Universal Casts Its Vote on American Idol

American Idol has been the nation's most popular prime-time TV program for seven years running. As the aging franchise prepares to begin its 10th season on Jan. 19 in a crowded field of reality competition shows, Idol is getting a little help from a music industry friend: Universal Music Group. After replacing Sony (SNE) as the singing competition's record-label partner in August, the world's biggest music company is intent on expanding its role beyond producing albums by finalists. The two new judges on the show are Universal artists Jennifer Lopez and Steven Tyler. Jimmy Iovine, founder of Universal's Interscope Records and the man credited with discovering big acts like Eminem, will coach contestants.

"It's a show that needs work, we all know that, but the concept is great," says Iovine. "This is about making the music better and making these kids really grow as artists."

The moves are part of an effort to restore Idol's waning musical clout, promote the acts, and drive sales. Lee DeWyze, last season's champion, has sold 132,000 copies of his first album, a fraction of the 7 million logged by Carrie Underwood, winner of Idol season four, according to data from Nielsen SoundScan. After a 9 percent drop in 18- to 49-year-old viewers last season, and the departure of judge Simon Cowell to start a U.S. version of global music competition show The X Factor, News Corp.'s (NWS) Fox and Idol producer FremantleMedia, owned by CKx (CKXE), are placing a higher priority on the show's music.

Since its debut, Idol has become a force behind U.S. music sales and has created stars including Underwood and Kelly Clarkson. "It's still the most amazing marketing juggernaut in music history," says Lava Records President Jason Flom, former head of Atlantic Records, Virgin Records, and Capitol Music Group. "You'd have to go back to Ed Sullivan and the power of early television to find anything close to its influence."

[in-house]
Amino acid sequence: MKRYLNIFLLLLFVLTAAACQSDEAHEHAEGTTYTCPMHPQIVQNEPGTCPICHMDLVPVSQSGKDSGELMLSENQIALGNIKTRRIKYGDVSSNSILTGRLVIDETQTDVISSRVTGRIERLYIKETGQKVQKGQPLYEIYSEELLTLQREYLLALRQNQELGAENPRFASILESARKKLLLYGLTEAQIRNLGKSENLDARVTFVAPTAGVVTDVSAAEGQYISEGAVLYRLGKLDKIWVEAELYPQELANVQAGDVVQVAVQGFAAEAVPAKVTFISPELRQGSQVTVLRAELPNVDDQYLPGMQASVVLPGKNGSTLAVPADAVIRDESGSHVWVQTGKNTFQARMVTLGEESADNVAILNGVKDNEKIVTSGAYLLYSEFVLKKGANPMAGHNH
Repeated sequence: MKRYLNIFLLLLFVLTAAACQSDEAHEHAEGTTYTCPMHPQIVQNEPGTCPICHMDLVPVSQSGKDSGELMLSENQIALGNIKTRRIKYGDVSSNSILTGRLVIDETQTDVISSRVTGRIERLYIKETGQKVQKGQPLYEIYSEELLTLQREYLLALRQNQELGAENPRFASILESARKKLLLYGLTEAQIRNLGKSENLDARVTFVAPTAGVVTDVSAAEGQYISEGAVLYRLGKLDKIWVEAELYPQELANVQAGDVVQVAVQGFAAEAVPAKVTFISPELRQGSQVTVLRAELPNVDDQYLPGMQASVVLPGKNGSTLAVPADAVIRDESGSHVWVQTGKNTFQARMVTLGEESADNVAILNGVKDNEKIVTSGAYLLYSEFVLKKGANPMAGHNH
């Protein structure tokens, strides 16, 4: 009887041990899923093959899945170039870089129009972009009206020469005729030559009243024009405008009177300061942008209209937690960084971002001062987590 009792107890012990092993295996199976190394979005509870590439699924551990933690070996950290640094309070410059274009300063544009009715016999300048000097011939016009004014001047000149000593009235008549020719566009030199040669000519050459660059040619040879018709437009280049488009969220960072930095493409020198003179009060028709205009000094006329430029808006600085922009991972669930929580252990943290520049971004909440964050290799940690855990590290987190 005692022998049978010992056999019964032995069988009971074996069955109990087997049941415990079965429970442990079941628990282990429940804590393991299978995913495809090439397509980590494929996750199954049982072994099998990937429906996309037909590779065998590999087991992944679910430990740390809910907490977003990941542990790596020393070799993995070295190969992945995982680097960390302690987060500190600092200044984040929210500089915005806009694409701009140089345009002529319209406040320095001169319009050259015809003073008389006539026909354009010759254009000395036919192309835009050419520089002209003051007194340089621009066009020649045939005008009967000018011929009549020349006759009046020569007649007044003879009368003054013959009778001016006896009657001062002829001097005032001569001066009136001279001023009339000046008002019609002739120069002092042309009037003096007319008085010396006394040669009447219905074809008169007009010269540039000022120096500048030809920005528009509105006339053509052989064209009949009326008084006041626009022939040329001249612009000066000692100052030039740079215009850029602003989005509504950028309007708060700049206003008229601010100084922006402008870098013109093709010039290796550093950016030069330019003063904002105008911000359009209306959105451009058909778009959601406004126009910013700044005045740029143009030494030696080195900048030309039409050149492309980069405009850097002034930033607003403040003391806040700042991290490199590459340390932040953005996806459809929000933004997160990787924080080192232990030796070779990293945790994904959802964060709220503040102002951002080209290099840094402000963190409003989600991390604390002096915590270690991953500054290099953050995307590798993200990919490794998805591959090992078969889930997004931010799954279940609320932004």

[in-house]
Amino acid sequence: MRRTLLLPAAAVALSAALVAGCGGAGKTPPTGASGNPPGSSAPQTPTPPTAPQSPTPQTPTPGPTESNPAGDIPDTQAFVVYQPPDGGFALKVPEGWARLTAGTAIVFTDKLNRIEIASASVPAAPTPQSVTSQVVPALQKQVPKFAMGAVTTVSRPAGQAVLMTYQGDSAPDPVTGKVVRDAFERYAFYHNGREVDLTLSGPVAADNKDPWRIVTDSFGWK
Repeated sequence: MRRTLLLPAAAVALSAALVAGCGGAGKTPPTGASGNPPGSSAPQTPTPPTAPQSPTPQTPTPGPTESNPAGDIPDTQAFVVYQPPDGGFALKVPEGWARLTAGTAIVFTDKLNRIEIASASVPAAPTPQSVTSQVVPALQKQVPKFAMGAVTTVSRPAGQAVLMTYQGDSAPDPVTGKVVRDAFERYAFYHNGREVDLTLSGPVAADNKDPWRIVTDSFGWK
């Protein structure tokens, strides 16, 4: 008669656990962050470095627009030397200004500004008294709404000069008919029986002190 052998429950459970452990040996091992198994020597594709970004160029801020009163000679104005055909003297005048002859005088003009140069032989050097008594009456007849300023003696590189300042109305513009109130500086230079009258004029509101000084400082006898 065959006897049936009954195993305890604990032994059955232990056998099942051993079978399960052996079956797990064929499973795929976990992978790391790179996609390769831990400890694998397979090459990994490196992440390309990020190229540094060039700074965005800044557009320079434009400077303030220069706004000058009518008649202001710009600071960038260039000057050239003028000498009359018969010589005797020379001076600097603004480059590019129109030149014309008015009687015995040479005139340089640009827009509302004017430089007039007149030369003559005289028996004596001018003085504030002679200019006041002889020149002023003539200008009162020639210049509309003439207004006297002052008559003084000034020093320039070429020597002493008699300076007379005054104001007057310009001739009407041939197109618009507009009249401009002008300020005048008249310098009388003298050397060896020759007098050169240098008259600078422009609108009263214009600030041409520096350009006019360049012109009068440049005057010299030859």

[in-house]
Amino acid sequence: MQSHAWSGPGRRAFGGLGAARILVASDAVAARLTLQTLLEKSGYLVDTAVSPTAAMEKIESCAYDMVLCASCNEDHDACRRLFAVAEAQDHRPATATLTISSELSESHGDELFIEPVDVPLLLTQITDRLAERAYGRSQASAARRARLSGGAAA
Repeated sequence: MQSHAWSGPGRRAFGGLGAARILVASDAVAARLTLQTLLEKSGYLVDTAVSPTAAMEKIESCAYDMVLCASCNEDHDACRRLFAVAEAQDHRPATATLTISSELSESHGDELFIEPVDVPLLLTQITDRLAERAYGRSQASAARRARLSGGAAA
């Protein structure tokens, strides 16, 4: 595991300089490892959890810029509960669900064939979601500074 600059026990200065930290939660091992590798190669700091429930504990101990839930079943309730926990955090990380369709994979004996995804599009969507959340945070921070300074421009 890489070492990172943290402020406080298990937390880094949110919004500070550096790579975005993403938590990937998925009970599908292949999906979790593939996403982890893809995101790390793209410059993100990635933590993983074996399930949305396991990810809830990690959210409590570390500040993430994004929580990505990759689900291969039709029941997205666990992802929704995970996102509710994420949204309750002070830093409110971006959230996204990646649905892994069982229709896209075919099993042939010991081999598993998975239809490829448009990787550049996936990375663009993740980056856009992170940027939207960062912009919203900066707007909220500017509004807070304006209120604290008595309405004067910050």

Lucian Grainge, the new chief executive of Universal Music, pushed to win the Idol contract to expand Universal's presence in product licensing, merchandising, and talent management. The label aims to boost sales of Idol albums by releasing CDs by the winners and runners-up two to three months after the show ends, half the time it previously took. Individual performances from the show will be sold on Apple's (AAPL) iTunes and other digital outlets soon after an episode airs, Iovine says. Universal's Bravado merchandising group is also in talks with Idol's producers to license products such as T-shirts, according to a person with knowledge of the discussions. Grainge declined to comment.

Universal will encourage contestants to sing songs by its recording artists, who include Lady Gaga, Bon Jovi, and Justin Beiber. That could renew interest in them similar to how Fox's hit series Glee has rekindled interest in bands including Journey, whose Greatest Hits album has ranked among top-sellers on iTunes since its song Don't Stop Believin' was performed by the program's youthful cast.

Idol contestants will work with Iovine and a cadre of top Interscope music producers including Timbaland, Ron Fair, Rodney Jerkins, and Alex Da Kid for three days each week they participate in the show. Iovine says he will also help with song choices and arrangements. He's ditching episodes in which all the contestants perform selections from a single artist or genre. "It's going to be more original," Iovine says. "I don't want them to be karaoke singers."

As Idol tests its new look, the show will face plenty of new reality series competitors. Elisabeth Murdoch's Shine Group/Reveille is producing Live to Dance, a new CBS series starring former Idol judge Paula Abdul. Murdoch's dad, Rupert, controls Fox.

Universal's tie-up is no slam dunk. U.S. album sales fell by 13 percent in 2010, the ninth drop in 10 years, according to Nielsen SoundScan. Total music sales, including digital tracks, music videos, and other categories, fell 2.4 percent. Grainge, meanwhile, is working to cut costs and shed jobs at Universal Music, a unit of France's Vivendi. Including merger-related write-offs, Universal Music showed a 2009 loss of 325 million euros ($427 million) before interest and income taxes, according to Vivendi's 2009 annual report.

Still, Idol, with a total audience that averaged more than 24 million viewers a night last year, gives Universal an unparalleled opportunity to break new acts, says Lava Records' Flom, who has signed artists including Twisted Sister and Tori Amos. "Idol has Super Bowl ratings every week," he said. "What else could possibly compare to that?"

The bottom line: Universal Music Group hopes to ride the coattails of TV ratings champ American Idol in a bid to grab new acts and music sales.

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